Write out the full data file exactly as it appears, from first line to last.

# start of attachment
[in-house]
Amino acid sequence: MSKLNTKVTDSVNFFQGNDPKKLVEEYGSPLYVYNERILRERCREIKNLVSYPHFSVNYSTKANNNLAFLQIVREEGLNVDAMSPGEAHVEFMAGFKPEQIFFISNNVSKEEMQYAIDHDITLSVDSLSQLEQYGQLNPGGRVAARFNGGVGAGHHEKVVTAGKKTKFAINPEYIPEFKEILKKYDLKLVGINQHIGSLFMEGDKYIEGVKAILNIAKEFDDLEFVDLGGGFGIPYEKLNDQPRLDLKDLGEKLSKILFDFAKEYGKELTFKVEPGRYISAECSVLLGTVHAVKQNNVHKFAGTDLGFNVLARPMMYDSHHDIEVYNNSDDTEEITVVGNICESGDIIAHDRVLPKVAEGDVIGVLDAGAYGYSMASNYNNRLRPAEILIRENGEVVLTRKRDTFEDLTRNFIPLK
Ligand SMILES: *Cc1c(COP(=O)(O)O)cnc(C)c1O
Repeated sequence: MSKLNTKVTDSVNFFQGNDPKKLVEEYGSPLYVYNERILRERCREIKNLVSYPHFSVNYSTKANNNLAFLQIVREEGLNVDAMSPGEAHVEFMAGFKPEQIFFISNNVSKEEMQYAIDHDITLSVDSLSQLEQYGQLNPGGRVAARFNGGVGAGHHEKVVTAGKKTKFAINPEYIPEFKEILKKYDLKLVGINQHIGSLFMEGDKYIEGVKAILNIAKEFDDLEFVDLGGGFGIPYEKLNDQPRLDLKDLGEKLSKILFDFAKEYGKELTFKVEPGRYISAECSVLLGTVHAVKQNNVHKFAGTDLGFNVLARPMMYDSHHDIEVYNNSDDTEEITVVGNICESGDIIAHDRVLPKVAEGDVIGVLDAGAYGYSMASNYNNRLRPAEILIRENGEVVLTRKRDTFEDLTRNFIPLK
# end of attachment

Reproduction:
[in-house]
Amino acid sequence: MSKLNTKVTDSVNFFQGNDPKKLVEEYGSPLYVYNERILRERCREIKNLVSYPHFSVNYSTKANNNLAFLQIVREEGLNVDAMSPGEAHVEFMAGFKPEQIFFISNNVSKEEMQYAIDHDITLSVDSLSQLEQYGQLNPGGRVAARFNGGVGAGHHEKVVTAGKKTKFAINPEYIPEFKEILKKYDLKLVGINQHIGSLFMEGDKYIEGVKAILNIAKEFDDLEFVDLGGGFGIPYEKLNDQPRLDLKDLGEKLSKILFDFAKEYGKELTFKVEPGRYISAECSVLLGTVHAVKQNNVHKFAGTDLGFNVLARPMMYDSHHDIEVYNNSDDTEEITVVGNICESGDIIAHDRVLPKVAEGDVIGVLDAGAYGYSMASNYNNRLRPAEILIRENGEVVLTRKRDTFEDLTRNFIPLK
Ligand SMILES: *Cc1c(COP(=O)(O)O)cnc(C)c1O
Repeated sequence: MSKLNTKVTDSVNFFQGNDPKKLVEEYGSPLYVYNERILRERCREIKNLVSYPHFSVNYSTKANNNLAFLQIVREEGLNVDAMSPGEAHVEFMAGFKPEQIFFISNNVSKEEMQYAIDHDITLSVDSLSQLEQYGQLNPGGRVAARFNGGVGAGHHEKVVTAGKKTKFAINPEYIPEFKEILKKYDLKLVGINQHIGSLFMEGDKYIEGVKAILNIAKEFDDLEFVDLGGGFGIPYEKLNDQPRLDLKDLGEKLSKILFDFAKEYGKELTFKVEPGRYISAECSVLLGTVHAVKQNNVHKFAGTDLGFNVLARPMMYDSHHDIEVYNNSDDTEEITVVGNICESGDIIAHDRVLPKVAEGDVIGVLDAGAYGYSMASNYNNRLRPAEILIRENGEVVLTRKRDTFEDLTRNFIPLK